Mr Bennett Goes to Town

Mr Bennett Goes to Town (German "Herr Bennett geht zur Stadt") is a 1937 film that has the dubious distinction of being the only Nazi-era film that was made partly on location in the United Kingdom.[1]

The film follows the story of George Bennett, the owner of a lingerie shop in Manchester, who attempts to overcome plots and schemes by the local Jewish-dominated Chamber of Commerce to put him out of business.

The basic story pits George Bennett against the brothers Roni and Ezra Feigenbaum, the latter being the leader of the Whitefield Chamber of Commerce. George owns a shop on a prestigious high street and the Feigenbaum brothers covet his premises as a new location for their jewellery business. The Feigenbaums and their cabal at the Chamber of Commerce contrive various schemes designed to dissuade women from patronising Bennett’s shop. Their rouses range from contaminating sets of ladies’ underwear with itching powder to spreading rumours that Bennett indecently assaults the women who visit his shop.

Bennett is portrayed as an honest, hardworking but ultimately guileless man who is unable to match the machinations of the ambitious Feigenbaum brothers and their friends. The Feigenbaums eventually force Bennett out of business and they take over his shop.

The film is an un-subtle swipe at the supposed domination of business in England by Jews. The misfortune and bad luck suffered by Bennett is supposed to portray in equal terms the mendacity of the Jews and the decadence and decay that had latterly befallen England. The implicit message being that the Nazis have saved Germany from a similar fate.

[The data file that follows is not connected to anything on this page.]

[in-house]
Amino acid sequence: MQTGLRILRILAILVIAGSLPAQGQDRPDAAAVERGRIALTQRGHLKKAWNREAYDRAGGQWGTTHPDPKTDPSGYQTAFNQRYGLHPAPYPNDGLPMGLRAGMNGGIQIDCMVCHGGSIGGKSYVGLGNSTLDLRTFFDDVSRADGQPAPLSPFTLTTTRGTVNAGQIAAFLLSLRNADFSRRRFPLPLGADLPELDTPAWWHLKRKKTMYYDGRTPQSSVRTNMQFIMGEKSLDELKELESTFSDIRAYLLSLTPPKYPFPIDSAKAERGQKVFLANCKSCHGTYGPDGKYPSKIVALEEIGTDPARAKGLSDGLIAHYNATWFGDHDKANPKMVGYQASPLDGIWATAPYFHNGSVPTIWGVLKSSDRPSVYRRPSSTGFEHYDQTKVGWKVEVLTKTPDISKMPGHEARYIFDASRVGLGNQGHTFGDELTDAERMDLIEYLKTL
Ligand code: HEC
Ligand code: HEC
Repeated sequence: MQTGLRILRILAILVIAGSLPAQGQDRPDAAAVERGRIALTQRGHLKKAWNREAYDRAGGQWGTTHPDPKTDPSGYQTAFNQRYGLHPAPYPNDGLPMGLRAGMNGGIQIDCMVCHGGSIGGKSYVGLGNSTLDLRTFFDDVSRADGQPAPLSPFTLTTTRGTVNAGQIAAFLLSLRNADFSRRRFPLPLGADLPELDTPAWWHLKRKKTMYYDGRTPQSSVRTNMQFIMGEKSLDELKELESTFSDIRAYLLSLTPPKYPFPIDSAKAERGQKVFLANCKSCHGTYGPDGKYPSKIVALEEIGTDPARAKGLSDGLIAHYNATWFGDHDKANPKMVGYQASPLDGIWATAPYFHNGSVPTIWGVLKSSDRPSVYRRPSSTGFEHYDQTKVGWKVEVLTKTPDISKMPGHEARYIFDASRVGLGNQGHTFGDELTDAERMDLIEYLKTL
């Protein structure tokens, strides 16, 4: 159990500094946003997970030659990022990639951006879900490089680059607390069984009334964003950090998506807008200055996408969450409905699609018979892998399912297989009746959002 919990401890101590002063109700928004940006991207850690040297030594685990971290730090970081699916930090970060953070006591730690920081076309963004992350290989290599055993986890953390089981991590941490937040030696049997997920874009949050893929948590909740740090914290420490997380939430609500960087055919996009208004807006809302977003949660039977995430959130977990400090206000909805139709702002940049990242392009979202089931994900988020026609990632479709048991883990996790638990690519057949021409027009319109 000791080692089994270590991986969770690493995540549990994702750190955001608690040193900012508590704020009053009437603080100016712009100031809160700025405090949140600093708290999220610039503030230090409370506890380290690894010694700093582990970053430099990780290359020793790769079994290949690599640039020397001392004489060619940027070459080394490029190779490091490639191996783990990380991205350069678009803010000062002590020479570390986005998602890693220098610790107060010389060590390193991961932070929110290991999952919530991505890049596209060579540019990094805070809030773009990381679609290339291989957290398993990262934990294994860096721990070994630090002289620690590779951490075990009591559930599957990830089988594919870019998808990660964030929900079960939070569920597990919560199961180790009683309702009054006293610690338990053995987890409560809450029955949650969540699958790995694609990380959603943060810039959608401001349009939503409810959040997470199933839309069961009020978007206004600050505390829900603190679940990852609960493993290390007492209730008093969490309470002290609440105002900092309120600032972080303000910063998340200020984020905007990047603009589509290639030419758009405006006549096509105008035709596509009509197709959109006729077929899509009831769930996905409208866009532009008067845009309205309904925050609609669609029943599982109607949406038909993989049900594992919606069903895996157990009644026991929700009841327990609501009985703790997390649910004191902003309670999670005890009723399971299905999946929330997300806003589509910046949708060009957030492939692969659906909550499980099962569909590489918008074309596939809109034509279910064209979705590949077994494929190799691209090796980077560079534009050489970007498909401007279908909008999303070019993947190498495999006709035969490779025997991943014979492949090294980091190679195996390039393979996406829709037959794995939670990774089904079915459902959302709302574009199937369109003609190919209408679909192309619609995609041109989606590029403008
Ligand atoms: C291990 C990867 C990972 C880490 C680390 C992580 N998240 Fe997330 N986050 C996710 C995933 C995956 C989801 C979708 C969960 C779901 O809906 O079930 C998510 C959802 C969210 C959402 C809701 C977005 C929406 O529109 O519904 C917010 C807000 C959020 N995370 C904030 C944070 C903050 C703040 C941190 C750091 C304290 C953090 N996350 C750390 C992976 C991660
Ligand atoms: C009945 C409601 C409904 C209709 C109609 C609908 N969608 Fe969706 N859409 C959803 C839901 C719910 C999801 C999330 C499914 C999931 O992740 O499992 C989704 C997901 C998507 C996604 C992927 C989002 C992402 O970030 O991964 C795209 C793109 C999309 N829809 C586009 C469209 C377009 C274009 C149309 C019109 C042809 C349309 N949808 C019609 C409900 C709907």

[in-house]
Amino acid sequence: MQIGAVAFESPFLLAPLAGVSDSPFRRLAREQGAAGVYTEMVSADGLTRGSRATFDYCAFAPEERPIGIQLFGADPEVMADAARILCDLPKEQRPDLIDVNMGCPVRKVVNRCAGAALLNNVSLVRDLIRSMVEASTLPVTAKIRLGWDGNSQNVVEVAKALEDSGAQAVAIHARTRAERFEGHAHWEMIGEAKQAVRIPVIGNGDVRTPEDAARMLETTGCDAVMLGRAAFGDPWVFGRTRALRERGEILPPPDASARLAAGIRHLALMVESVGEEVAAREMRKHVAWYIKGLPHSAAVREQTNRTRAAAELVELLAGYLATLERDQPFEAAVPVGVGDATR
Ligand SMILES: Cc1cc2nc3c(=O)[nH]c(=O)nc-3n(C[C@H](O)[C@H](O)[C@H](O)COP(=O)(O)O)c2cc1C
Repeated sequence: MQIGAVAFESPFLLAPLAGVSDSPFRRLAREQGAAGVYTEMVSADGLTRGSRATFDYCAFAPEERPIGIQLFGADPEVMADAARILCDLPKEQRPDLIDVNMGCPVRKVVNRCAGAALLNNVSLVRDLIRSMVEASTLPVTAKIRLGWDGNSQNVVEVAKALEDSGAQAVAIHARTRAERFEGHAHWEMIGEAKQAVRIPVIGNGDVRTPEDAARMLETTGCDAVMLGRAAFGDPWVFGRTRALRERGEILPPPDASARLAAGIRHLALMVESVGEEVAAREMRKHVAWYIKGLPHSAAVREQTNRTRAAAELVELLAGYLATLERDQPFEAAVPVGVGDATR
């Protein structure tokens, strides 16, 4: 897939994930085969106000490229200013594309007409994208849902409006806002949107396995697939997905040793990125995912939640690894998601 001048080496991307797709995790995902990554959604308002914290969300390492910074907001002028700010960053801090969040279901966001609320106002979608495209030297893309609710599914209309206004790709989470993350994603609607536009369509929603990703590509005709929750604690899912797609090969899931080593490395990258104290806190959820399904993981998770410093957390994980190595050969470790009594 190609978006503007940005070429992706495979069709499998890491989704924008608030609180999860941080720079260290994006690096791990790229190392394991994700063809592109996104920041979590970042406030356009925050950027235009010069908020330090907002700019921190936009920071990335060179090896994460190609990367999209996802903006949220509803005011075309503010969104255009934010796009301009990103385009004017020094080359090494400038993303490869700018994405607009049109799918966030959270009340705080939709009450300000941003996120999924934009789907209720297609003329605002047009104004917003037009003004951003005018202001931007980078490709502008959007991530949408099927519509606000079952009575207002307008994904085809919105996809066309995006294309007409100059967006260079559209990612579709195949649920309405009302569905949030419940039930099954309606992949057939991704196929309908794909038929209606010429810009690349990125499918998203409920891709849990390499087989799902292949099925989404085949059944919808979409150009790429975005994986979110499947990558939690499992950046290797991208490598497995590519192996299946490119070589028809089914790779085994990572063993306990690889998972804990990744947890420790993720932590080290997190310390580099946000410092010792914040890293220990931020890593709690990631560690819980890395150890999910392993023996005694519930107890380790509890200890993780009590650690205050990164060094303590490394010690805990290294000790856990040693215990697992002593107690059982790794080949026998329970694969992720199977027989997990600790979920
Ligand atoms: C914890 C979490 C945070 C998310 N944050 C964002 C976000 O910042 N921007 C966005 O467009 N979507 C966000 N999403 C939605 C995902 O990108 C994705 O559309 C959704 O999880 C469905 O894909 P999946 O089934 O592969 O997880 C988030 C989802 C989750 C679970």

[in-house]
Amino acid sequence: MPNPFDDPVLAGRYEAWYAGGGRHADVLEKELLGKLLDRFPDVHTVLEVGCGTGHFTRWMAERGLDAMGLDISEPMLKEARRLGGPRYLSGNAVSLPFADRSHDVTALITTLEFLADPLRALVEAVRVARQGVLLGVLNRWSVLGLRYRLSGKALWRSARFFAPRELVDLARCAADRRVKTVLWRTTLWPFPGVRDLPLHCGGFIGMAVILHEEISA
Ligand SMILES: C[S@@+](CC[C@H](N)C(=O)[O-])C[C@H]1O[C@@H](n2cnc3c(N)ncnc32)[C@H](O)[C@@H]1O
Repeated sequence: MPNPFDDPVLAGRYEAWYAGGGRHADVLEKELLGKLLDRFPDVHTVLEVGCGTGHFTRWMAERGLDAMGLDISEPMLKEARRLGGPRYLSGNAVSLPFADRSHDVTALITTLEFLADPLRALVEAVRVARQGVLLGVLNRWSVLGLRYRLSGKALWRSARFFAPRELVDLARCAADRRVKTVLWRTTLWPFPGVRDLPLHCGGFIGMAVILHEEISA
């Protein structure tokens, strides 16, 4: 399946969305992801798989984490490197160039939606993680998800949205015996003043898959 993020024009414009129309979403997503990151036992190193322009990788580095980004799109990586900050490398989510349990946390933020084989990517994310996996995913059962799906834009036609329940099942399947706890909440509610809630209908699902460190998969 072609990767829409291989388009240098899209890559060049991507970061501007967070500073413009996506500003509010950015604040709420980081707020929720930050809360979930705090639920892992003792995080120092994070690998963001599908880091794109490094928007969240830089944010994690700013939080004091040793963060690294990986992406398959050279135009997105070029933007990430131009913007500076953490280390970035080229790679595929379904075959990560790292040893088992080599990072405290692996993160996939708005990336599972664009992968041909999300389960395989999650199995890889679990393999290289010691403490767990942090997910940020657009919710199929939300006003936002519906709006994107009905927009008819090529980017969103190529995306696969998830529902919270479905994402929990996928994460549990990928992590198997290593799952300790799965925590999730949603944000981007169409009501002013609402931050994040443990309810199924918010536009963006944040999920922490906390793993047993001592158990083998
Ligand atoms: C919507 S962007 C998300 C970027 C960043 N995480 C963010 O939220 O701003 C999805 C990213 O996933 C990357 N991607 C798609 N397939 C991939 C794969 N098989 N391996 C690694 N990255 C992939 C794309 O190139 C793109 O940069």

The film suffered from a visual error that prevented it from going on general release in Germany. During the ‘I love money’ monologue by Ezra, the (German) actor’s prosthetic “Jewish” hook-nose became noticeably displaced. Propaganda minister Joseph Goebbels was furious with this mistake and demanded to know why the scene had not been re-shot. The director Frank Borchardt explained that he did not discover the error until the crew had returned to Germany and that the actor Gustav Kallenbach had subsequently suffered a near fatal stroke. Borchardt produced an edited version of Ezra’s monologue, however Goebbels maintained his refusal to release the film because Ezra’s nose still appeared misaligned and therefore undermined the credibility of the whole movie.


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